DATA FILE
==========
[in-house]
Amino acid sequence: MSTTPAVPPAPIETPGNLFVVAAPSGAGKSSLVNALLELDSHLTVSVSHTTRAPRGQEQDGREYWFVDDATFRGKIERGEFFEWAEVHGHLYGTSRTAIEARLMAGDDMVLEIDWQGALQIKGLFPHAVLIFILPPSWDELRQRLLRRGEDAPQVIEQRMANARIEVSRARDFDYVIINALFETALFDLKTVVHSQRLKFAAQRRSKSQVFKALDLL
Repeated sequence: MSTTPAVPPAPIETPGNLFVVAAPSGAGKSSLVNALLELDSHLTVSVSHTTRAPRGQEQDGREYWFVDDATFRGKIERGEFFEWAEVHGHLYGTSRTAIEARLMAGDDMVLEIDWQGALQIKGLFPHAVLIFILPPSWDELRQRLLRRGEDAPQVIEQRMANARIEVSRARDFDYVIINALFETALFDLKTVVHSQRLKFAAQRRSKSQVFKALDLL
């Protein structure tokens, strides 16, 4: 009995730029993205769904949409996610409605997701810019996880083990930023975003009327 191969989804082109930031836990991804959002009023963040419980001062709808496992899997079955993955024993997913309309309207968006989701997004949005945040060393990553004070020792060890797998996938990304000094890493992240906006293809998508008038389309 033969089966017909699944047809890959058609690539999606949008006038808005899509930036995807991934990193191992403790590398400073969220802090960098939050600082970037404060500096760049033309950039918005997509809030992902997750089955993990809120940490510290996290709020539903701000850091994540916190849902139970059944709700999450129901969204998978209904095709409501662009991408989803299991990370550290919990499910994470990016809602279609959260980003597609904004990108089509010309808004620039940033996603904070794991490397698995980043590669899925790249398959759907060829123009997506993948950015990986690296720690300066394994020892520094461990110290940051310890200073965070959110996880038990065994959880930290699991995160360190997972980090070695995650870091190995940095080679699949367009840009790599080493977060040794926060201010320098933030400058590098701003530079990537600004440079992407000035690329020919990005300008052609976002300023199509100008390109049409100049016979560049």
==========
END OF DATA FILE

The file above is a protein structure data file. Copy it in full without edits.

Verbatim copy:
[in-house]
Amino acid sequence: MSTTPAVPPAPIETPGNLFVVAAPSGAGKSSLVNALLELDSHLTVSVSHTTRAPRGQEQDGREYWFVDDATFRGKIERGEFFEWAEVHGHLYGTSRTAIEARLMAGDDMVLEIDWQGALQIKGLFPHAVLIFILPPSWDELRQRLLRRGEDAPQVIEQRMANARIEVSRARDFDYVIINALFETALFDLKTVVHSQRLKFAAQRRSKSQVFKALDLL
Repeated sequence: MSTTPAVPPAPIETPGNLFVVAAPSGAGKSSLVNALLELDSHLTVSVSHTTRAPRGQEQDGREYWFVDDATFRGKIERGEFFEWAEVHGHLYGTSRTAIEARLMAGDDMVLEIDWQGALQIKGLFPHAVLIFILPPSWDELRQRLLRRGEDAPQVIEQRMANARIEVSRARDFDYVIINALFETALFDLKTVVHSQRLKFAAQRRSKSQVFKALDLL
């Protein structure tokens, strides 16, 4: 009995730029993205769904949409996610409605997701810019996880083990930023975003009327 191969989804082109930031836990991804959002009023963040419980001062709808496992899997079955993955024993997913309309309207968006989701997004949005945040060393990553004070020792060890797998996938990304000094890493992240906006293809998508008038389309 033969089966017909699944047809890959058609690539999606949008006038808005899509930036995807991934990193191992403790590398400073969220802090960098939050600082970037404060500096760049033309950039918005997509809030992902997750089955993990809120940490510290996290709020539903701000850091994540916190849902139970059944709700999450129901969204998978209904095709409501662009991408989803299991990370550290919990499910994470990016809602279609959260980003597609904004990108089509010309808004620039940033996603904070794991490397698995980043590669899925790249398959759907060829123009997506993948950015990986690296720690300066394994020892520094461990110290940051310890200073965070959110996880038990065994959880930290699991995160360190997972980090070695995650870091190995940095080679699949367009840009790599080493977060040794926060201010320098933030400058590098701003530079990537600004440079992407000035690329020919990005300008052609976002300023199509100008390109049409100049016979560049």